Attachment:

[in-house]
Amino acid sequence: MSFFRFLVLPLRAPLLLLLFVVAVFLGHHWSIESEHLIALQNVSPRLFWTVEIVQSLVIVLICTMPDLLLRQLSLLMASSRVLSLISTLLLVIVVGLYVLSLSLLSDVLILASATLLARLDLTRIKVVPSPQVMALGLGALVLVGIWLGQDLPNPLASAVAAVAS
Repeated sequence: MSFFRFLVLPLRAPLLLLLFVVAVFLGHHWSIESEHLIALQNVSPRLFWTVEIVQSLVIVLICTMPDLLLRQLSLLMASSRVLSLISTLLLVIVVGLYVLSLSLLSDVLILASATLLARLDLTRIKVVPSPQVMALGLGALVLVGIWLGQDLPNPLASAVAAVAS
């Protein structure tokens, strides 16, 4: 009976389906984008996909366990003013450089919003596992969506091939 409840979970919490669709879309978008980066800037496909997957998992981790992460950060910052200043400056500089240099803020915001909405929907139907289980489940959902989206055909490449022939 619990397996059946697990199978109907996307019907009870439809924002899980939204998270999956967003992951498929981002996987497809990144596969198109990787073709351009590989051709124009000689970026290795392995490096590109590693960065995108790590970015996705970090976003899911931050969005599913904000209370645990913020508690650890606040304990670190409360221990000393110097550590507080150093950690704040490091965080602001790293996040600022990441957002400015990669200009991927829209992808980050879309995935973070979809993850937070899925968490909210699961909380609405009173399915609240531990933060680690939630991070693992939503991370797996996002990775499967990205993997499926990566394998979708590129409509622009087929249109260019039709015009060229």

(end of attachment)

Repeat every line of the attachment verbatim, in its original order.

[in-house]
Amino acid sequence: MSFFRFLVLPLRAPLLLLLFVVAVFLGHHWSIESEHLIALQNVSPRLFWTVEIVQSLVIVLICTMPDLLLRQLSLLMASSRVLSLISTLLLVIVVGLYVLSLSLLSDVLILASATLLARLDLTRIKVVPSPQVMALGLGALVLVGIWLGQDLPNPLASAVAAVAS
Repeated sequence: MSFFRFLVLPLRAPLLLLLFVVAVFLGHHWSIESEHLIALQNVSPRLFWTVEIVQSLVIVLICTMPDLLLRQLSLLMASSRVLSLISTLLLVIVVGLYVLSLSLLSDVLILASATLLARLDLTRIKVVPSPQVMALGLGALVLVGIWLGQDLPNPLASAVAAVAS
């Protein structure tokens, strides 16, 4: 009976389906984008996909366990003013450089919003596992969506091939 409840979970919490669709879309978008980066800037496909997957998992981790992460950060910052200043400056500089240099803020915001909405929907139907289980489940959902989206055909490449022939 619990397996059946697990199978109907996307019907009870439809924002899980939204998270999956967003992951498929981002996987497809990144596969198109990787073709351009590989051709124009000689970026290795392995490096590109590693960065995108790590970015996705970090976003899911931050969005599913904000209370645990913020508690650890606040304990670190409360221990000393110097550590507080150093950690704040490091965080602001790293996040600022990441957002400015990669200009991927829209992808980050879309995935973070979809993850937070899925968490909210699961909380609405009173399915609240531990933060680690939630991070693992939503991370797996996002990775499967990205993997499926990566394998979708590129409509622009087929249109260019039709015009060229």